The fact that some OpenGL applications run on this card does not mean that *all* OpenGL applications will be supported. There is a good chance this application is hitting a driver bug or using an unsupported feature (the fact that the version check fails strongly hints at the latter).

First of all, try running this specific application using a debug version of OpenTK. This way, you'll find out which OpenGL function is causing the InvalidEnum error, exactly.

Other than that, the output of GL.GetString(StringName.[Vendor|Renderer|Version]) would be most helpful. You can get that information using the "OpenGL Extensions" sample that ships with OpenTK (Examples.exe -> OpenTK). GLView is another very nice program that tests OpenGL support.

BlueMonkMN's picture

I started getting a similar error on my own laptop now (completely different project, but still based on SGDK2).
When I'm running in debug mode (with debug OpenTK), I can see the game come up and operate to a limited extent (there's a menu screen that works OK), and then when the game tries to do something more sophisticated (not sure what) I get an error. I'm looking at the CheckErrors function in GraphicsContext.cs

error_list contains 2 items. At position 0 is InvalidEnum, and at position 1 is NoError.
The next step up the call stack is ErrorHelper.Dispose.
Next step up is OpenTK..Graphics.GL.TexImage2D (at the end of the using block of course). The parameters to Delegates.glTexImage2D are:
target = TextureRectangleArb, level = 0, InternalFormat = Rgba8, width = 1280, height = 2560, border = 0, PixelFormat = Bgra, type = UnsignedByte.

I do have a check "if (!GL.SupportsExtension("GL_ARB_texture_rectangle"))" which passed.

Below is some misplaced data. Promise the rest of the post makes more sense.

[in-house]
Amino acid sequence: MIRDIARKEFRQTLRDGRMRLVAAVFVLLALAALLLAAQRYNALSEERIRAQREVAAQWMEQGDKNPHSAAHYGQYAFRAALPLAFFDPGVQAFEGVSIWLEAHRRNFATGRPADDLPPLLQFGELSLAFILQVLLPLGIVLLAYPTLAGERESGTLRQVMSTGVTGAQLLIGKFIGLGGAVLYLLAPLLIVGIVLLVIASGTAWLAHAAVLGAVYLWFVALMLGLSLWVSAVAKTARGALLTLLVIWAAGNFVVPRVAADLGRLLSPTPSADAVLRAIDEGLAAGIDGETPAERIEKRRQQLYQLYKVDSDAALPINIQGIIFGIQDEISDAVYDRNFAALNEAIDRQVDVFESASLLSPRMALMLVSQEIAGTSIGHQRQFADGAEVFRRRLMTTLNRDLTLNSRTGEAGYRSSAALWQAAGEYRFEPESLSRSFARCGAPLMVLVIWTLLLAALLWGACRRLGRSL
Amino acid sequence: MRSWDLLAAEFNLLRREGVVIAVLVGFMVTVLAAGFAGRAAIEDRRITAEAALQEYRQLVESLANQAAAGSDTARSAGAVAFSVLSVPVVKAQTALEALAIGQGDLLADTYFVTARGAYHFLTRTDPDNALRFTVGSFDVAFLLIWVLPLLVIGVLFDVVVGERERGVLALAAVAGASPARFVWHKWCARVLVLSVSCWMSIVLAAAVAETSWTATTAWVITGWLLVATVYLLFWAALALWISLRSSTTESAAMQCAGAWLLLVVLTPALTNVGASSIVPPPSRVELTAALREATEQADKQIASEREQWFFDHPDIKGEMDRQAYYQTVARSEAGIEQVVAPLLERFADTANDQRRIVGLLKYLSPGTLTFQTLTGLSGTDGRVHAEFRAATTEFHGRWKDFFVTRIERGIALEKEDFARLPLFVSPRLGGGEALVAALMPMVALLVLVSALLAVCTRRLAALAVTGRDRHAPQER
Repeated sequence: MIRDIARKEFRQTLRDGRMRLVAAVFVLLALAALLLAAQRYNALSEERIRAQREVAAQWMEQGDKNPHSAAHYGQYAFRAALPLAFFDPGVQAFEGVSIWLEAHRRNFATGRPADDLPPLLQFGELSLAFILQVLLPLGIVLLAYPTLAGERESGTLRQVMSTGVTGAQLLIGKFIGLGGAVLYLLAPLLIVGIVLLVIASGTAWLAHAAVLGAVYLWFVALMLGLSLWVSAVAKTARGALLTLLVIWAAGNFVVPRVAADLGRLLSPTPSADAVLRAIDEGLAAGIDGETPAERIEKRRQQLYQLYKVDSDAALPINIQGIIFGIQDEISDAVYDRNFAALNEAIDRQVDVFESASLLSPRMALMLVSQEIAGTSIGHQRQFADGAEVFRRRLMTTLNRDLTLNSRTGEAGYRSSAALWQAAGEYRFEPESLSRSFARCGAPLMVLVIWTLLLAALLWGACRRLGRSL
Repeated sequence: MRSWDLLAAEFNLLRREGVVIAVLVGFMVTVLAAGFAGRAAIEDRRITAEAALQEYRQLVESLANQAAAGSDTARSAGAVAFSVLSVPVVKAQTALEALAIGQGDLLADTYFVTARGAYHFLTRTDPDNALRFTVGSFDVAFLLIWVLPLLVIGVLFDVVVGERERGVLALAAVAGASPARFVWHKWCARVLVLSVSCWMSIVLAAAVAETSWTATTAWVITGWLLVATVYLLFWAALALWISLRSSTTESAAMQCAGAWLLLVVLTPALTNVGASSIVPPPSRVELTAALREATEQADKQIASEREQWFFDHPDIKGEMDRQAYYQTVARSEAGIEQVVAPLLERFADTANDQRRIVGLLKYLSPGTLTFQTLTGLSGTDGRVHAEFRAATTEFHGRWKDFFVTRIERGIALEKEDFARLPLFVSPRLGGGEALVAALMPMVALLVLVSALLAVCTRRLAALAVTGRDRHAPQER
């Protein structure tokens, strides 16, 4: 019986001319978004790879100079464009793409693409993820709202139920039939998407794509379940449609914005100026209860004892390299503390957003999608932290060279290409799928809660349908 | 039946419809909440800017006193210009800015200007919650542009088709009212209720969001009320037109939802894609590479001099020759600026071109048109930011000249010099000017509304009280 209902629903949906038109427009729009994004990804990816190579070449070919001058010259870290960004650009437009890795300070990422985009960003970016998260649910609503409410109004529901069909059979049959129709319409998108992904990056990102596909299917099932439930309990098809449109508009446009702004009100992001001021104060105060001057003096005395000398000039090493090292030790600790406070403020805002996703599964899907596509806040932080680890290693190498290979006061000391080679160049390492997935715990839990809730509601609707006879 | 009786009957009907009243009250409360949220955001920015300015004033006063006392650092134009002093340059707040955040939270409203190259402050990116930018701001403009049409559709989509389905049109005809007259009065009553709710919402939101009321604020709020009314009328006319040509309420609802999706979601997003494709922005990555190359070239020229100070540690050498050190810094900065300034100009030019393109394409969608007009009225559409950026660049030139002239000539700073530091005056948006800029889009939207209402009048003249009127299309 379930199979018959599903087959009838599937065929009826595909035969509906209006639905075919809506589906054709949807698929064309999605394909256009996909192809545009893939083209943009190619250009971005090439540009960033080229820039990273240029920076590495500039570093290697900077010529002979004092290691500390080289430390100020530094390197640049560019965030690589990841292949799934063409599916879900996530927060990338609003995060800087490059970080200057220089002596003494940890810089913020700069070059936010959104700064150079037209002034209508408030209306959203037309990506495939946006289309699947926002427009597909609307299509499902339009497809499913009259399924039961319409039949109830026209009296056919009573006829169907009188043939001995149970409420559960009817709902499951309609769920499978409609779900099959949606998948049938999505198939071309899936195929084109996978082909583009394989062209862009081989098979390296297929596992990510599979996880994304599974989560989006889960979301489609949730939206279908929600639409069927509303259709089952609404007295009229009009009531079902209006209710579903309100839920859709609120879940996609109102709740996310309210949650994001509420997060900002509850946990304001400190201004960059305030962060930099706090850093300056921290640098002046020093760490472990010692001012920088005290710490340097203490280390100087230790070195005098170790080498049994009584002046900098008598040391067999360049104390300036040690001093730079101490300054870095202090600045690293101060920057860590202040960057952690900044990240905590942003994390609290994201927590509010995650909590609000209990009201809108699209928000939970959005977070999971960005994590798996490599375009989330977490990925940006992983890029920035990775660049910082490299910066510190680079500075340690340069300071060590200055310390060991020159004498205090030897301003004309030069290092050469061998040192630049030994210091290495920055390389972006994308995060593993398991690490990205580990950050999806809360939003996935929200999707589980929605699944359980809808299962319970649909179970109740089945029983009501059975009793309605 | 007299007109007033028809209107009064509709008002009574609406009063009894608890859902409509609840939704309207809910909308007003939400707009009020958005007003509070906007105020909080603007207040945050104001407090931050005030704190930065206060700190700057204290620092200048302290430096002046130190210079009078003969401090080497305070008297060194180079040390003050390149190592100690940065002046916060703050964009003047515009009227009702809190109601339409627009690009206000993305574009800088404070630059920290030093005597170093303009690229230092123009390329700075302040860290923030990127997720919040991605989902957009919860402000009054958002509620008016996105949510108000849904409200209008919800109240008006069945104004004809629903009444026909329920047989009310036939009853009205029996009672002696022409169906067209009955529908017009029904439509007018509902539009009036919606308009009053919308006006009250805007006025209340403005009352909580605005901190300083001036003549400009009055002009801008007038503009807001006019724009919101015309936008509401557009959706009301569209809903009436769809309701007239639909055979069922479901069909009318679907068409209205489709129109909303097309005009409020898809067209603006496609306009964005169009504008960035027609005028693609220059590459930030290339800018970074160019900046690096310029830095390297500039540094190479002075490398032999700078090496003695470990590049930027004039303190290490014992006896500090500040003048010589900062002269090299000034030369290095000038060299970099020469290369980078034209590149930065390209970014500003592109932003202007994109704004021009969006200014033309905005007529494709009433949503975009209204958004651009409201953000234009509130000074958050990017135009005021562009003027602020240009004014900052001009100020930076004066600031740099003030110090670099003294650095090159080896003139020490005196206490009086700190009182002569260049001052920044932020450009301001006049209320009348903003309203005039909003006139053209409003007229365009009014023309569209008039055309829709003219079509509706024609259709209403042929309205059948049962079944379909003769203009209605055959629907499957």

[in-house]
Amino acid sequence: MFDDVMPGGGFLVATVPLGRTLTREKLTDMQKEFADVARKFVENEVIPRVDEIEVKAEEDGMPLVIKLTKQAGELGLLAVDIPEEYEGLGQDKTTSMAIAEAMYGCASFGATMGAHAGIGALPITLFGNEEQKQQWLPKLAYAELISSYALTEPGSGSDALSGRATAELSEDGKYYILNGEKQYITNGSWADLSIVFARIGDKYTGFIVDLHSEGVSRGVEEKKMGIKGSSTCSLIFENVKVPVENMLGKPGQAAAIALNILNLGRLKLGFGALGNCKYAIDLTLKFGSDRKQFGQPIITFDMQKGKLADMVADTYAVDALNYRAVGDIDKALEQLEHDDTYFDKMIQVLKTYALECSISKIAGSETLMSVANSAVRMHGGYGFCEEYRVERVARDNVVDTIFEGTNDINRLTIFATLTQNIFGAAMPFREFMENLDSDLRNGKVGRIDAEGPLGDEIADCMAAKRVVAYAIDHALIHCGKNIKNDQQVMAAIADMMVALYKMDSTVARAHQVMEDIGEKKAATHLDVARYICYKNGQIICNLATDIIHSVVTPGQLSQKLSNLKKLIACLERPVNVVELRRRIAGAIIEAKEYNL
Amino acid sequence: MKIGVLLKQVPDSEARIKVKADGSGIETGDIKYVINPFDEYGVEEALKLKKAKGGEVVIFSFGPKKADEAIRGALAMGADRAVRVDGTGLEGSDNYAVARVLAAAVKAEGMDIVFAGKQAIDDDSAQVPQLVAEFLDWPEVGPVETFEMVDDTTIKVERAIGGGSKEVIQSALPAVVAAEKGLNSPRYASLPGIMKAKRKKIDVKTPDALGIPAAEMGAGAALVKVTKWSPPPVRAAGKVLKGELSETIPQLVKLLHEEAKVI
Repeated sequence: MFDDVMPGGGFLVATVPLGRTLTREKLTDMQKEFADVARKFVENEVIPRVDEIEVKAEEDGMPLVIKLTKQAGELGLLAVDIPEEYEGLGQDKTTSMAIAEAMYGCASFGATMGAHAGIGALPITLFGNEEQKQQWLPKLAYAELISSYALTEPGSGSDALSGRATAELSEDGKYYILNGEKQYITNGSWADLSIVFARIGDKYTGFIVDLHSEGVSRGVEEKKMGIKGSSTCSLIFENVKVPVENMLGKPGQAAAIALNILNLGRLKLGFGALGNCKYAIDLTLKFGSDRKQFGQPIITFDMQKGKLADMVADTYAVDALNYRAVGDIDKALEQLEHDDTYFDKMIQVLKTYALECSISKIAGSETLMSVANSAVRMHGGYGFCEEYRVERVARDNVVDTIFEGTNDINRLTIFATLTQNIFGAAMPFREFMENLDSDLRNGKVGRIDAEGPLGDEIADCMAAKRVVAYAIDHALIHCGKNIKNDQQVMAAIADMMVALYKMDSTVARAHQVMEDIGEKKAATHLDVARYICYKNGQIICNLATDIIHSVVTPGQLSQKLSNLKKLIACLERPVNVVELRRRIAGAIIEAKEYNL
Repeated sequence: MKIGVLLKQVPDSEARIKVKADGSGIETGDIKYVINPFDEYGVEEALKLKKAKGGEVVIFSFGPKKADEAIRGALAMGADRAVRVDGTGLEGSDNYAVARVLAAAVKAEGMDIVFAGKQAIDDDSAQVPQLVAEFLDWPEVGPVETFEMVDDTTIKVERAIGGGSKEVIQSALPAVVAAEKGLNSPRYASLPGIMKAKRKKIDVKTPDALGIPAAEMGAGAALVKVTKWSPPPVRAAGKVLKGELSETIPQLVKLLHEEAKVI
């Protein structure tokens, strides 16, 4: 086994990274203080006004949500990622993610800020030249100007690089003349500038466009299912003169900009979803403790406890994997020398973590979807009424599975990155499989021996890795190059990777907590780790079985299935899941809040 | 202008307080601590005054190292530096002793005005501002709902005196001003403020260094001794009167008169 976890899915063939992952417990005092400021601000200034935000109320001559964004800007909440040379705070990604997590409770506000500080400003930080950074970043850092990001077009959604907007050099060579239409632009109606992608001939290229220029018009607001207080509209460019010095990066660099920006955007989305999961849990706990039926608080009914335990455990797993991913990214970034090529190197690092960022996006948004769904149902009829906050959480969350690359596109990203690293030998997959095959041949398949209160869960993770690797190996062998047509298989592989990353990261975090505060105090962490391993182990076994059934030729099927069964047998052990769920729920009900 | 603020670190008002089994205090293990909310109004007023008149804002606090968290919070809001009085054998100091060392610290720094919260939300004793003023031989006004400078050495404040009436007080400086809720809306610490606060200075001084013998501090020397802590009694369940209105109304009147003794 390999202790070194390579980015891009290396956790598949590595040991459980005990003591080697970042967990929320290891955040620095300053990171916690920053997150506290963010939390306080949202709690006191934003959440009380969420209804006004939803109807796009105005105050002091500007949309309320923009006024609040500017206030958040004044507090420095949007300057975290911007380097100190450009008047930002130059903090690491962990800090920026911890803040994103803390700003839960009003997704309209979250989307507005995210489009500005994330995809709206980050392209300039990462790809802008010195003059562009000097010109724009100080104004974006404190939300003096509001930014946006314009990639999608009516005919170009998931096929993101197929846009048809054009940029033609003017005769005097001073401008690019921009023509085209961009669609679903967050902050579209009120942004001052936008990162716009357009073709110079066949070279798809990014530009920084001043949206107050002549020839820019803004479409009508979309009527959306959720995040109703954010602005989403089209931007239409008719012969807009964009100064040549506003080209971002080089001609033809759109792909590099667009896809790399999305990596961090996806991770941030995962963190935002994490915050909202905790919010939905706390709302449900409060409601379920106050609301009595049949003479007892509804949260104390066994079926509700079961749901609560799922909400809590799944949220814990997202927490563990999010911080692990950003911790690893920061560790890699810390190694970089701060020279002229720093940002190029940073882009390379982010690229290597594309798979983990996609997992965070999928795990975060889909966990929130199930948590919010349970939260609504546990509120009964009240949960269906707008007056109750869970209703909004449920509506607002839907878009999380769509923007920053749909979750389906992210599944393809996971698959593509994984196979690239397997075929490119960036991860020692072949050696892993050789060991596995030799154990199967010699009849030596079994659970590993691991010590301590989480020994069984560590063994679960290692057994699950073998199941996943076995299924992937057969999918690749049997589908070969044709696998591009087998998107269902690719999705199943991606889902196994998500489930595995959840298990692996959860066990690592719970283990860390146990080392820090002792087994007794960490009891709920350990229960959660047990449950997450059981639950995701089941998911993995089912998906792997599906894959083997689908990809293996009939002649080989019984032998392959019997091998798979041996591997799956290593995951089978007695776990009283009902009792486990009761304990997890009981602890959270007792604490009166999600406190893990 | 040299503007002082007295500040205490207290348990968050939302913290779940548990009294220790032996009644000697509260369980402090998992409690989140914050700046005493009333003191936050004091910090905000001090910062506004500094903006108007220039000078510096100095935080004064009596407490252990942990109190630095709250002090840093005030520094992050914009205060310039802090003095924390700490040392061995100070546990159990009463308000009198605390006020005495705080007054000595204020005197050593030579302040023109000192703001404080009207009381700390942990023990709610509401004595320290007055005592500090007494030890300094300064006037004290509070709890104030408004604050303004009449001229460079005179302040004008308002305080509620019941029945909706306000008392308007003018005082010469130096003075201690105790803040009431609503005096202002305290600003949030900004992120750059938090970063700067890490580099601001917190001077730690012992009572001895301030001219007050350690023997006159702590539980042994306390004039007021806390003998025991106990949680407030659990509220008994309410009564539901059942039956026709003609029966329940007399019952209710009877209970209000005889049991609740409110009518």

The debug output is:
Detected configuration: Windows / .Net
DisplayDevice 0 (primary) supports 51 resolutions.
Creating default GraphicsMode (32, 16, 0, 0, 0, 2, False).
Device context: 1761676036
Selecting pixel format... Device context: 1761676036
Selecting pixel format... Creating GraphicsContext.
GraphicsMode: Index: 2, Color: 32 (8888), Depth: 24, Stencil: False, Samples: 0, Accum: 0 (0000), Buffers: 2, Stereo: False
IWindowInfo: Windows.WindowInfo: Handle 656830, Parent (null)
Loaded opengl32.dll: 1703739392
OpenGL will be bound to handle: 656830
Setting pixel format... 2
Creating temporary context for wgl extensions.
Load extensions for OpenTK.Platform.Windows.Wgl... 59 extensions loaded in 50 ms.
Falling back to GL2... success! (id: 131072)

Any suggestion on where to go from here?

- Ben / "BlueMonkMN" / Scrolling Game Development Kit - http://sgdk2.sf.net/

the Fiddler's picture

Make sure that your video card supports ARB_texture_rectangle:

Debug.Assert(GL.GetString(StringName.Extensions).Contains("ARB_texture_rectangle"));

Edit: seems you edited your post while I was typing.

Check the max texture size of your drivers (GL.GetInteger()).

Edit 2: InvalidEnum... This probably means that PixelInternalFormat.Rgba8 is not good. Try pure Rgba.

BlueMonkMN's picture

All textures are created with the same parameters (at least with regard to pixel format), so I doubt that this would make a difference because some textures are working. But just to make sure, I used Rgba. I got the same result as before, and as I expected.

I tried the GetInteger call like this:

      int param;
      GL.GetInteger(GetPName.MaxTextureSize, out param);
      System.Diagnostics.Debug.WriteLine(param.ToString());

and got 2048. Does that mean the height is too large?

Is there any better error handling (without specifically knowing everything that could go wrong) that could report this kind of error better if that's the case?

- Ben / "BlueMonkMN" / Scrolling Game Development Kit - http://sgdk2.sf.net/